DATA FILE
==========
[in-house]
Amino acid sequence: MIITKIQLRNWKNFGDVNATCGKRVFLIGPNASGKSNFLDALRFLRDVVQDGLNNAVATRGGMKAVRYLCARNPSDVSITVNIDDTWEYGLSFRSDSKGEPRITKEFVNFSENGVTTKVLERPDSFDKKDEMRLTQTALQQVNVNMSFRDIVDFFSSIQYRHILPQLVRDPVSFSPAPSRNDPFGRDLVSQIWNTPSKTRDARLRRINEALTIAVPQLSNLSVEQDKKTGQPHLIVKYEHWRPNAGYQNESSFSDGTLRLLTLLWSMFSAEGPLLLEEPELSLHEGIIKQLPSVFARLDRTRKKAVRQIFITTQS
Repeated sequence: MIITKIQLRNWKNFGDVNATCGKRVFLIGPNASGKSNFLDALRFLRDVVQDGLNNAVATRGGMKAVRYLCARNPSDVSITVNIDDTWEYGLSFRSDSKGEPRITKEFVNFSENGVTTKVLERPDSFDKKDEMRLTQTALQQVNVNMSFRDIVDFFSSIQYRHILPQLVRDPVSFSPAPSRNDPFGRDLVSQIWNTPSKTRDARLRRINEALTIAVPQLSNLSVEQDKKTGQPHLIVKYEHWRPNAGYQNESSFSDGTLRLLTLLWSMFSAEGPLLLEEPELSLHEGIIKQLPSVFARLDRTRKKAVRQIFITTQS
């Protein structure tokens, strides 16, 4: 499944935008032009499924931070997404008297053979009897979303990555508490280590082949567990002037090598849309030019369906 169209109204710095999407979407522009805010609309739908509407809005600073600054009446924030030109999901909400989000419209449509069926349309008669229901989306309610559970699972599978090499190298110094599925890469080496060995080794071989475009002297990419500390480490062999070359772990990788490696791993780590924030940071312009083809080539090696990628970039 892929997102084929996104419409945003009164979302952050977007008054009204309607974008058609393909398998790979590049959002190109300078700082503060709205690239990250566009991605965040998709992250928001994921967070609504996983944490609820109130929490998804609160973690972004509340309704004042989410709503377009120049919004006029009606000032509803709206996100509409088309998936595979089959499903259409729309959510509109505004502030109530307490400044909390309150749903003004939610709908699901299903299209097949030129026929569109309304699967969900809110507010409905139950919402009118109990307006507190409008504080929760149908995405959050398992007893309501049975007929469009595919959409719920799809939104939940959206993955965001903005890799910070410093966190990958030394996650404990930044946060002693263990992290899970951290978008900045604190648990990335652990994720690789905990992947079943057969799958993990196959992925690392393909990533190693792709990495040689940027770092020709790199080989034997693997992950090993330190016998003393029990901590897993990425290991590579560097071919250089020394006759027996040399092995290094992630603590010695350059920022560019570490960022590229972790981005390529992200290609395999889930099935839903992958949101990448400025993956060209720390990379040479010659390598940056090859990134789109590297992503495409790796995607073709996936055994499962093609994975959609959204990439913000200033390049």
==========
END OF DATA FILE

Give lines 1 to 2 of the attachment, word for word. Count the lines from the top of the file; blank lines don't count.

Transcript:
[in-house]
Amino acid sequence: MIITKIQLRNWKNFGDVNATCGKRVFLIGPNASGKSNFLDALRFLRDVVQDGLNNAVATRGGMKAVRYLCARNPSDVSITVNIDDTWEYGLSFRSDSKGEPRITKEFVNFSENGVTTKVLERPDSFDKKDEMRLTQTALQQVNVNMSFRDIVDFFSSIQYRHILPQLVRDPVSFSPAPSRNDPFGRDLVSQIWNTPSKTRDARLRRINEALTIAVPQLSNLSVEQDKKTGQPHLIVKYEHWRPNAGYQNESSFSDGTLRLLTLLWSMFSAEGPLLLEEPELSLHEGIIKQLPSVFARLDRTRKKAVRQIFITTQS